In 2009 Gonzalez hit 20 home runs in April and May, but just 20 more over the final four-plus months of the season. He followed a poor June month at the plate, .235 AVG, with an even worse July, .198 AVG, but hit .362 in August! Gonzalez is the model of INconsistency.
Last season was Gonzalez’s 27-year-old season, a magic year for many players, as they are considered to be entering their prime. While he started the season off with the promise of a career year, his midseason struggles ultimately prevented the promise from becoming reality.
Ultimately, despite a career high in home runs, Gonzalez’s 2009 season fell short of his 2008 production and left many wondering if we had already seen the best of Adrian Gonzalez.
One thing Gonzalez had working against him was a downright dreadful supporting cast. His Padres teammates offered little support or protection in the lineup, which allowed teams to regularly pitch around him, and which explains the boost from 74 BB in 2008 to 119 last season, more than any change in Gonzalez’s approach at the plate.
The poor support Gonzalez received certainly drained his numbers some in 2009. After all, how many guys hit 40 HR but fail to accumulate 100 RBI? The bad news is that, while the Padres do have some intriguing young talent in the lineup, this year’s Padres may be a worse offensive club than last season’s.
What’s worse is that the Padres’ Petco Park ranks a 0.741 on MLB’s Park Factors for 2009, the lowest in the league. In laymen's terms, it’s the worst hitter’s park in baseball.
Gonzalez has been a constant source of trade rumors, with the Red Sox being the most mentioned destination. If Gonzalez is dealt, which seems inevitable, and lands in a city with an explosive offense, expect Gonzalez’s numbers to jump.
I am not saying you should avoid Gonzalez on draft day. He is a very reliable source in the power categories. What I am saying is that as long as he stays in San Diego, don’t expect him to get much better than he was last year. If he finds his way out of San Diego, especially early in the season, watch out, because he could be in for a huge season.
If you want to be safe, draft him as if he will spend the entire season in San Diego and hope he does get dealt. It’s hard to make projections on Gonzalez since a trade is likely. My projections reflect a full season in San Diego: .275 AVG, 95 R, 35 HR, 105 RBI.
Rapid Fire: Who are all these guys? Which of them are worth my time?
The 2010 Padres look like one of the worst teams on paper in recent memory. While they likely will be astonishingly bad, there are some intriguing players on the roster from a fantasy prospective.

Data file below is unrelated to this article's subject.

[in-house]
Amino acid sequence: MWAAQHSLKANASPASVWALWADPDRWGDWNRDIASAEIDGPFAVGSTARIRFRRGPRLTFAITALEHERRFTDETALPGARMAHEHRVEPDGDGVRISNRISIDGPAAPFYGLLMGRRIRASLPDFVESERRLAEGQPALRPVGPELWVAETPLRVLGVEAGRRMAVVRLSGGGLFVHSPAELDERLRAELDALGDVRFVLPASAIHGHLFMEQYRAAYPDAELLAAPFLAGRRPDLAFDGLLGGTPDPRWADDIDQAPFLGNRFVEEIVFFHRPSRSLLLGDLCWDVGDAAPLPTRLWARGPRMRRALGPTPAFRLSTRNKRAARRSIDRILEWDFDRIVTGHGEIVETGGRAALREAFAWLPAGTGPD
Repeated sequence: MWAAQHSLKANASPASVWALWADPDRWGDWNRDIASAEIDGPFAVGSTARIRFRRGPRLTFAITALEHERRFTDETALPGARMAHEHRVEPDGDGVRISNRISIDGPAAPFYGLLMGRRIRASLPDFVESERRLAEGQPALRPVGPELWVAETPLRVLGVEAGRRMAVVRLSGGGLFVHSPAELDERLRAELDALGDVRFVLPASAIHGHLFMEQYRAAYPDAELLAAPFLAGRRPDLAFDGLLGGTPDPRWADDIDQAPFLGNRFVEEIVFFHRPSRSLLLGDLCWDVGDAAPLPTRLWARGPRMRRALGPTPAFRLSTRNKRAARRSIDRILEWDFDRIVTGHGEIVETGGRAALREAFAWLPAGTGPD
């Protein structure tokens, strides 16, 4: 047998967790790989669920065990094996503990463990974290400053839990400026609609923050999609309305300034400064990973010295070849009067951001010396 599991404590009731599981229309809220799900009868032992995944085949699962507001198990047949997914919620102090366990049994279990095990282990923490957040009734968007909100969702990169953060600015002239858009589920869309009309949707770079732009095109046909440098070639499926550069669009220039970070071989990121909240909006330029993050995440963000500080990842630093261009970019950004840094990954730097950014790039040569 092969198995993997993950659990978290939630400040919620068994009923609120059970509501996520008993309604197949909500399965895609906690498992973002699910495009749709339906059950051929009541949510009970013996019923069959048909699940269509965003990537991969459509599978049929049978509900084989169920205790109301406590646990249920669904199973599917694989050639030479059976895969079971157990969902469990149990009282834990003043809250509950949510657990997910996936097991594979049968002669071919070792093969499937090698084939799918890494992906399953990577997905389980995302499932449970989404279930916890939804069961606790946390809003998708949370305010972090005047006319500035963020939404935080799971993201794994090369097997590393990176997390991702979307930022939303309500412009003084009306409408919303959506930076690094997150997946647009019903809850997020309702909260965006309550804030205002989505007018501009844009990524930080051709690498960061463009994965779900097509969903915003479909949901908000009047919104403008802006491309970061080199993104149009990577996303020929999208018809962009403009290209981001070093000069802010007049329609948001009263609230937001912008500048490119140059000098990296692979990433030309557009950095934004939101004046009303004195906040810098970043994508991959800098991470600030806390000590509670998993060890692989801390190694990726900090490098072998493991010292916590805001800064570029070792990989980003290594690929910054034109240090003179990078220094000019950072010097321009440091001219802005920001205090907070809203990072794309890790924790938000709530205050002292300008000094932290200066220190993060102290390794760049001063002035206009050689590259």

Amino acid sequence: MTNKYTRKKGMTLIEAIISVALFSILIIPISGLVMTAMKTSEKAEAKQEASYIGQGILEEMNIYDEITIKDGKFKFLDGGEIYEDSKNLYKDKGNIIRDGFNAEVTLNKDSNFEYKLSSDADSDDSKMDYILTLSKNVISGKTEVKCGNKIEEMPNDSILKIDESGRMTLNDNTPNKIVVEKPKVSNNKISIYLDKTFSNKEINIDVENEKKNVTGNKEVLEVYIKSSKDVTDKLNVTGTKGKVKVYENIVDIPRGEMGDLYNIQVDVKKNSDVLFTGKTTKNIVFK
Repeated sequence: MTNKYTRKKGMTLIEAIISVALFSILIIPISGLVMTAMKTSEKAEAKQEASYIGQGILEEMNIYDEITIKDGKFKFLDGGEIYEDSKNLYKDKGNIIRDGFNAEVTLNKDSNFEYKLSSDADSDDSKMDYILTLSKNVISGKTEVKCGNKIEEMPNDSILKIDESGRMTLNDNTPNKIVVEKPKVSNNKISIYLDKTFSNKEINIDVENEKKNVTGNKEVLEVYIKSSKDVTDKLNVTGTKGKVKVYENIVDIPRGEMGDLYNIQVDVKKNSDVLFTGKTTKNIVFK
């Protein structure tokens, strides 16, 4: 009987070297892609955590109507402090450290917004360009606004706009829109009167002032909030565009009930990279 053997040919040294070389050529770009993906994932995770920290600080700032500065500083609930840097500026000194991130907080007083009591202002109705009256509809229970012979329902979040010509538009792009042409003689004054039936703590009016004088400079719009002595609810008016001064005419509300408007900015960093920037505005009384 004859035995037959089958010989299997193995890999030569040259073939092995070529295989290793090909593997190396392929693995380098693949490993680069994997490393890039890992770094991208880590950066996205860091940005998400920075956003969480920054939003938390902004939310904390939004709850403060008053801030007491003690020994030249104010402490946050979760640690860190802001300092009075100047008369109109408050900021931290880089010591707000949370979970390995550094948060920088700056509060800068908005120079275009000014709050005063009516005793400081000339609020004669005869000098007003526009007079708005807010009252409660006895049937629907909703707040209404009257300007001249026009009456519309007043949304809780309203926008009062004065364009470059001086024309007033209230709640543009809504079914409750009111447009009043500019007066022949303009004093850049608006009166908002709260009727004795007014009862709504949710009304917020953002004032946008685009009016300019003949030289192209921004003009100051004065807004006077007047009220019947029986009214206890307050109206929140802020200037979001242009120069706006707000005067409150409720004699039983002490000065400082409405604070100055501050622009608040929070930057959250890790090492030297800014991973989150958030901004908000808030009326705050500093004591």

Don’t ignore Kyle Blanks, Will Venable, or Mat Latos. Everth Cabrera will provide stolen bases, but not much else, and Chase Headley has great upside but probably doesn’t break out this season. Heath Bell will be effective but likely won’t see as many save opportunities as last season. Everyone else is not worth your time.
The BIG Question: Is Brandon Webb ready to return to elite starter status?
The Diamondbacks made a number of interesting moves this offseason. However, undeniably the biggest question surrounding the D-Backs is the health of stud starter Brandon Webb.
Last season Webb was limited to just one start before being shut down and eventually undergoing major shoulder surgery. Webb is projected to be ready for spring training, but a potential setback once he starts throwing is a strong possibility.
While shoulder surgery generally has a shorter recovery time than Tommy John elbow surgery, which is why Webb should be ready to start throwing when he arrives to camp in mid-February, it bring with it a much higher likelihood of setback and reinjury than Tommy John surgery.
Tommy John surgery has become so efficient and effective that nearly every player that undergoes the surgery recovers fully and reaches their pre-surgery level of performance. In some cases tightened tendons in the elbow allow pitchers to throw harder once they fully recover.
On the other hand, shoulder surgery is far more of a crapshoot. Some pitchers who have the surgery are able to quickly recapture their previous success, but others never fully regain their velocity. Also, significant setbacks are far more common following shoulder surgery than Tommy John surgery.